Definition of Laughableness

1. Noun. The state or quality of being laughable; ludicrousness. ¹



¹ Source: wiktionary.com

Definition of Laughableness

1. [n -ES]

Laughableness Pictures

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Lexicographical Neighbors of Laughableness

laugh away
laugh down
laugh in one's sleeve
laugh like a drain
laugh like a hyena
laugh line
laugh loudly
laugh machine
laugh off
laugh one's head off
laugh out of court
laugh softly
laugh track
laugh up one's sleeve
laughable
laughableness (current term)
laughablenesses
laughably
laughathons
laughe
laughed
laughed out of court
laughen
laugher
laughers
laughest
laugheth
laughful
laughier

Literary usage of Laughableness

Below you will find example usage of this term as found in modern and/or classical literature:

1. The American Journal of Psychology by Granville Stanley Hall, Edward Bradford Titchener (1911)
"There is no inherent exclusion of such laughableness; the famous Schopenhauerian example of the comic,—the curve and its tangent ..."

2. The American Journal of Psychology by Edward Bradford ( Titchener, Granville Stanley Hall (1911)
"There is no inherent exclusion of such laughableness; the famous Schopenhauerian example of the comic,—the curve and its tangent,—indicate that in one ..."

3. European Theories of the Drama: An Anthology of Dramatic Theory and by Barrett Harper Clark (1918)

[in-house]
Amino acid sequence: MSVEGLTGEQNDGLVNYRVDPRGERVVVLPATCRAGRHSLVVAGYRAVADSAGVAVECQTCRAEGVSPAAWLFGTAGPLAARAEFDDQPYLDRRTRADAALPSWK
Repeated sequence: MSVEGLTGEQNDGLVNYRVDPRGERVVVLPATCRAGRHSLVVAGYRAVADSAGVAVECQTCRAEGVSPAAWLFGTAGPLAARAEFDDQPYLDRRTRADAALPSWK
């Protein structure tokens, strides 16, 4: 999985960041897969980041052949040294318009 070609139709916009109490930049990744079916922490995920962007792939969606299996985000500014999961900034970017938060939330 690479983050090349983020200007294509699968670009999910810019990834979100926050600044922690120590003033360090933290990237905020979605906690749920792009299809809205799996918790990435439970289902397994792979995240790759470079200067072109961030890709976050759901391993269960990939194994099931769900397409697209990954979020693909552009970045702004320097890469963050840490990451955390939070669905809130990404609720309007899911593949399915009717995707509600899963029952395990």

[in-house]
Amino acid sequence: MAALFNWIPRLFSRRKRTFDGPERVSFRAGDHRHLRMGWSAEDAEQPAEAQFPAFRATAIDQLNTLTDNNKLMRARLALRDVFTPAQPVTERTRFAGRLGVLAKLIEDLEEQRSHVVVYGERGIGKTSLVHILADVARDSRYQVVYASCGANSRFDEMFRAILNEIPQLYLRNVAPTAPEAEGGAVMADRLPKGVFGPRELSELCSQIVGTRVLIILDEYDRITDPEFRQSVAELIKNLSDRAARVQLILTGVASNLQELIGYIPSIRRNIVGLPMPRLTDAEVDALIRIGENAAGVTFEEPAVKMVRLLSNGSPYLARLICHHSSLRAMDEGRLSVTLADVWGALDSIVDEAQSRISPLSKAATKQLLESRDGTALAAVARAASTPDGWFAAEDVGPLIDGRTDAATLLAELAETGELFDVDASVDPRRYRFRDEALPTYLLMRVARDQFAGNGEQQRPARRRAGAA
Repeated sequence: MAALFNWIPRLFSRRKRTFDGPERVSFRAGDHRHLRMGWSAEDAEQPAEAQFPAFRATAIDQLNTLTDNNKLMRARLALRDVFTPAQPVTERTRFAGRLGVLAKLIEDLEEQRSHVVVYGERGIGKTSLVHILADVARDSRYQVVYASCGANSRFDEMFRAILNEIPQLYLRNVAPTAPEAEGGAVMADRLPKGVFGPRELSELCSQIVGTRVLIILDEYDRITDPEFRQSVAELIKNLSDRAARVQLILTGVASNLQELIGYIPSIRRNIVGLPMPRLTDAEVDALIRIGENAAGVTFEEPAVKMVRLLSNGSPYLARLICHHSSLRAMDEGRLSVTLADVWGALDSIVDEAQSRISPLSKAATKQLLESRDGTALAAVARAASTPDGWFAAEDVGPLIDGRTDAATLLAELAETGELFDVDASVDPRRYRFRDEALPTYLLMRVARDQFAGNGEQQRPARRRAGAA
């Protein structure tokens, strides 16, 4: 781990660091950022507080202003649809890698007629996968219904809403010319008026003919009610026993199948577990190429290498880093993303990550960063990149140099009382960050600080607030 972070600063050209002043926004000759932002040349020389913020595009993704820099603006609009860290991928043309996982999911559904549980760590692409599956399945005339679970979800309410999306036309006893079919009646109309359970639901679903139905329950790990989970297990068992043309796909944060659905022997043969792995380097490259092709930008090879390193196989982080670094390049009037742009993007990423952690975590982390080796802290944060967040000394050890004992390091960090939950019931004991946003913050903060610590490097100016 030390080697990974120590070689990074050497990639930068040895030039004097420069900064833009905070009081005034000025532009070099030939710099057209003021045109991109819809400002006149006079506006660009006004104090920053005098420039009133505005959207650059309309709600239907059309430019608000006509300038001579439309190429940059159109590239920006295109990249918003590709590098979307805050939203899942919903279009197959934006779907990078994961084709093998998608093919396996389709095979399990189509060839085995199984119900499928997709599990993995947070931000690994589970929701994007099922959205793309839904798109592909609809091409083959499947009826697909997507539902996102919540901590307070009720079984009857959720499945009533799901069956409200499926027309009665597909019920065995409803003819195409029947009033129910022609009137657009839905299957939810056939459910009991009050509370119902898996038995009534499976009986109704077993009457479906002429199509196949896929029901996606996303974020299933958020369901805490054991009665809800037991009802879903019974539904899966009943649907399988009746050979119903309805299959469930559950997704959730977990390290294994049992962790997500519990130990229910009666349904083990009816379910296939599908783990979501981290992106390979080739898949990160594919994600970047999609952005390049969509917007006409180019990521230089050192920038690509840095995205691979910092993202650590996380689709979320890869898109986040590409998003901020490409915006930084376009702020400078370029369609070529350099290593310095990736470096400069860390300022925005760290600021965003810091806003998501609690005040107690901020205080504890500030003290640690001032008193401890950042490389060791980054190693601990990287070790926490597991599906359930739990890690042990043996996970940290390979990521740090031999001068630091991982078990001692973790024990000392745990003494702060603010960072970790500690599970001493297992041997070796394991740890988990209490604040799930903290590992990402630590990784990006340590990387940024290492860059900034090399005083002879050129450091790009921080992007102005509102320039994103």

"The laughableness of this comedy, as well as of The Wonder, depends on a brilliant series of mistimed exits and entrances. Marplot is the whimsical hero of ..."

4. The Library of Literary Criticism of English and American Authors by Charles Wells Moulton (1901)
"The laughableness of this comedy, as well as of "The Wonder," depends on a brilliant series of mistimed exits and entrance?. Marplot is the whimsical hero ..."

5. The Living Age by Making of America Project, Eliakim Littell, Robert S. Littell (1913)
"But the bost of all is just the mixture of laughableness and likable- ness that makes the rentier turn so often to the excellent portrait that forms the ..."

6. Blackwood's Edinburgh Magazine (1861)
"This piece has the merit of brevity as well as laughableness. As a famous doctor laid down that one should always rise from dinner with an appetite, ..."

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